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Here are some things I do to make camp cooking easier

Our entire family enjoys camping. And eating. That means someone’s continually planning, preparing, and serving the food. That “someone” is usually me. Don’t get me wrong. I like to eat, too. So, I’ve found ways to minimize effort and save time while I’m at it. Here are some ideas that work for my family that make camp cooking easier:

Breakfast

I always serve cereal or oatmeal for breakfast. If hubby wants to make bacon and eggs on the outside grill, that’s fine. But more times than not we’ll grab a quick bite and jump into the activities of the day. So, I opt for easy and quick. (Hint: Cleanup is a snap with just bowls and spoons to wash/dry.)

Lunch

Bagels are my preferred choice for bread. Unlike sandwich bread, bagels likely won’t get smashed during transit. We pair the bagels with spicy mustard, cheese, and cold cuts for the adults’ lunches, while kids prefer peanut butter and jelly on their bagels. Sometimes I prepare tuna salad at home ahead of time and have it in the RV fridge ready to go on the bagels for an alternative lunch. Apples seem to travel best, at least for us. Sometimes I’ll pack grapes and pears as well.

Dinner

Ah … my favorite meal. Hubby usually grills hamburgers (which fit nicely inside a sliced bagel, by the way). We like to grill more than we’ll eat in one sitting. That way we put the extra burgers into the fridge and simply warm them in the microwave another day. I’ll also freeze extra cooked hamburgers and use them on rainy, non-grilling days. Other easy grilling meats include brats, hot dogs, chicken, and steak.

If we’ve had success fishing, we’ll grill ‘em up that same night. Add steamed veggies and a lettuce salad and your meal is complete.

Even though it involves more prep, everyone enjoys shish kebabs. I cut bite-size pieces of sirloin steak and marinate it overnight. (Make easy marinade with equal parts of water and soy sauce plus one teaspoon of garlic powder.) Add fresh veggie pieces like mushrooms, green/red/orange peppers, red onions, and whatever other veggies you like. The older kids love skewering their personalized “bob” and gobble up this meal.

Snacks

Fresh air seems to make everyone hungry. While I try to push fruits as a first choice of snack, something salty or sweeter usually interests the kids more. Sometimes we’ll have homemade granola, premade-at-home cookies, or popcorn. A toasted bagel topped with fruit-flavored cream cheese makes an easy snack throughout the day or in the evening, too.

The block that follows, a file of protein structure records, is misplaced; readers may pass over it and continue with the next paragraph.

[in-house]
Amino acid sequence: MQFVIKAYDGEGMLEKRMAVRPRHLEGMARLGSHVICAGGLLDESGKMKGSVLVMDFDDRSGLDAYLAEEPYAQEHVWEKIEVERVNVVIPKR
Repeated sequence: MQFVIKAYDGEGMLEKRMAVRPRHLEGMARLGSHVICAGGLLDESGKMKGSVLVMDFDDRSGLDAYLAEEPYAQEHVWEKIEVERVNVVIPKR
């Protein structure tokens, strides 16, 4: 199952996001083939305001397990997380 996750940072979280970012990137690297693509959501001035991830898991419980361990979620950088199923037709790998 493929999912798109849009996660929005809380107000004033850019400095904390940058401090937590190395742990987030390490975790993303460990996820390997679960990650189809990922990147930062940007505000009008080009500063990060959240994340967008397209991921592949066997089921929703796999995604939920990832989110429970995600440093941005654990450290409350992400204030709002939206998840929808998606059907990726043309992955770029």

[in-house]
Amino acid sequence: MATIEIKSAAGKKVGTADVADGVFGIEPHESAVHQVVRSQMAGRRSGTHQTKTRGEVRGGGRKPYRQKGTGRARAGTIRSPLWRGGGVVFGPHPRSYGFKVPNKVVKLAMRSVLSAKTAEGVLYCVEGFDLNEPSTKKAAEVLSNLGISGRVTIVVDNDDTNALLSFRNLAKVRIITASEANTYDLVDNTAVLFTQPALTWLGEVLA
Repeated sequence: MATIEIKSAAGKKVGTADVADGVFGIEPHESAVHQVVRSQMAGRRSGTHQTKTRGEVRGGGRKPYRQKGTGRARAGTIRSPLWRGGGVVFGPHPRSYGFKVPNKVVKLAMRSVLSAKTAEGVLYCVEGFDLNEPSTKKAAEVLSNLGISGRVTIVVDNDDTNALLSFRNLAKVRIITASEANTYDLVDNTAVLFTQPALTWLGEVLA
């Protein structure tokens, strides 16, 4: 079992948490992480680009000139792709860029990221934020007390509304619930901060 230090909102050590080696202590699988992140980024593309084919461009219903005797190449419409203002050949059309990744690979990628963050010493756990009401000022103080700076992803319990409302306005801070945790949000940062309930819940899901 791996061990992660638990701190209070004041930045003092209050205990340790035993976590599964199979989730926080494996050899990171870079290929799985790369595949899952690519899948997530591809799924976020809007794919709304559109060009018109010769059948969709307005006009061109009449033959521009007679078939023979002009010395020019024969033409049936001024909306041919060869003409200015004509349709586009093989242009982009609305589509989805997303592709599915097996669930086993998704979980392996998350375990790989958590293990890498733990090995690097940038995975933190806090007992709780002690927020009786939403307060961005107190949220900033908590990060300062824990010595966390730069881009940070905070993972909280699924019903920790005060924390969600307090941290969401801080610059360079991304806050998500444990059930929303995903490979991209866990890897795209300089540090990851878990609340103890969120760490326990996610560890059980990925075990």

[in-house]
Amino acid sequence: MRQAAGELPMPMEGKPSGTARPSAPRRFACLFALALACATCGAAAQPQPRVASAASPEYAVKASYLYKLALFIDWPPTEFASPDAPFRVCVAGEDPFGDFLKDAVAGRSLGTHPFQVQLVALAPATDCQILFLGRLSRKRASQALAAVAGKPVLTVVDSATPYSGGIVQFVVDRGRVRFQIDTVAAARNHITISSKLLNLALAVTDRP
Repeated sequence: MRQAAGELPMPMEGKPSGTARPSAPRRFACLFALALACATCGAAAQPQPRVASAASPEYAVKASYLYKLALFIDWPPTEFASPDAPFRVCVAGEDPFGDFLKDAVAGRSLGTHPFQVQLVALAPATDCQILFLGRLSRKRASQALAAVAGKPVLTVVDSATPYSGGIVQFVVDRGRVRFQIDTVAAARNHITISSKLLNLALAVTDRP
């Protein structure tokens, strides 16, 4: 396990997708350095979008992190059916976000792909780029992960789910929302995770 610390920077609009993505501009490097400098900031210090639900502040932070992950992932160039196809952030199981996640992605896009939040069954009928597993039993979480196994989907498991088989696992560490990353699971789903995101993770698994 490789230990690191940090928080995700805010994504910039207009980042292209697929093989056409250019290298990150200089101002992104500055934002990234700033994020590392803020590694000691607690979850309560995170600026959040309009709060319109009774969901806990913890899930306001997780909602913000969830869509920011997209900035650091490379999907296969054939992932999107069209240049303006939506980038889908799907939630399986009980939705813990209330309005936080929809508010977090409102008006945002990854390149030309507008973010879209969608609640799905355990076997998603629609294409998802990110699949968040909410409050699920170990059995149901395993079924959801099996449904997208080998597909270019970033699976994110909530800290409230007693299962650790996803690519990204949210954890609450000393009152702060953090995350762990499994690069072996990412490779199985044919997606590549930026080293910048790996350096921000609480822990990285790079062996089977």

Since I simplified our camping foods, I enjoy the RV experience so much more! I’m much more relaxed and that means everyone camping with me is more relaxed, as well!

What foods do you take camping? Share your ideas for camp cooking in the comments section below, please!

##RVDT1753

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Mitzi Agnew Giles and Ed Giles
29 days ago

To me, Boy Scout Paella brings back happy memories of many BSA backpacking trips, which I can no longer enjoy due to pain. One package of yellow rice, a can of chicken and a can of tiny shrimp, use the can liquid to help make the needed water for cooking the yellow rice. You can throw in a chopped up sausage stick as well.

Erica
29 days ago

One trip to SC I wanted to try the local oysters. They sold only in 50 pound bags. We cooked them on the grill attached to the fire pit. We ate roasted oysters all night listening to the ocean waves close to the campground. It was wonderful! I also carry a mountain pie maker and sometimes we can relive my Girl Scout days.

Bob Weinfurt
1 month ago

I’ll cook up a pound of bacon at home to bring with us. When camping, I cook outside as much as possible. Sometimes for breakfast, I’ll light a fire (charcoal or wood) and place a small cast iron griddle on it to make pancakes or eggs on. Lunch is usually a sandwich or something else that’s easy. With supper, the sky’s the limit.

Last edited 1 month ago by Bob Weinfurt
McTroy
1 month ago

Anyone else like to cook over the fire? We like our Lodge dutch oven. Nothing beats a pot roast and taters or ham and beans cooked slow over a fire. GF cornbread and smores for dessert makes for a great evening. Now I am hungry…

R B
1 month ago

We like to do foil burgers on the grill or campfire. You get the largest yellow or white onion and slice it in 1/2 to 3/4 inches, place a slice in the center of a piece of heavy duty foil, place a 1/4 to 1/2 lb of ground beef on the onion, place diced potato chunks and sliced carrots around the onion and ground beef. Season to your own taste. Roll the foil tightly to seal being careful not to puncture the foil. Set on the grill or campfire for about 40 minutes. Easy clean up. Enjoy!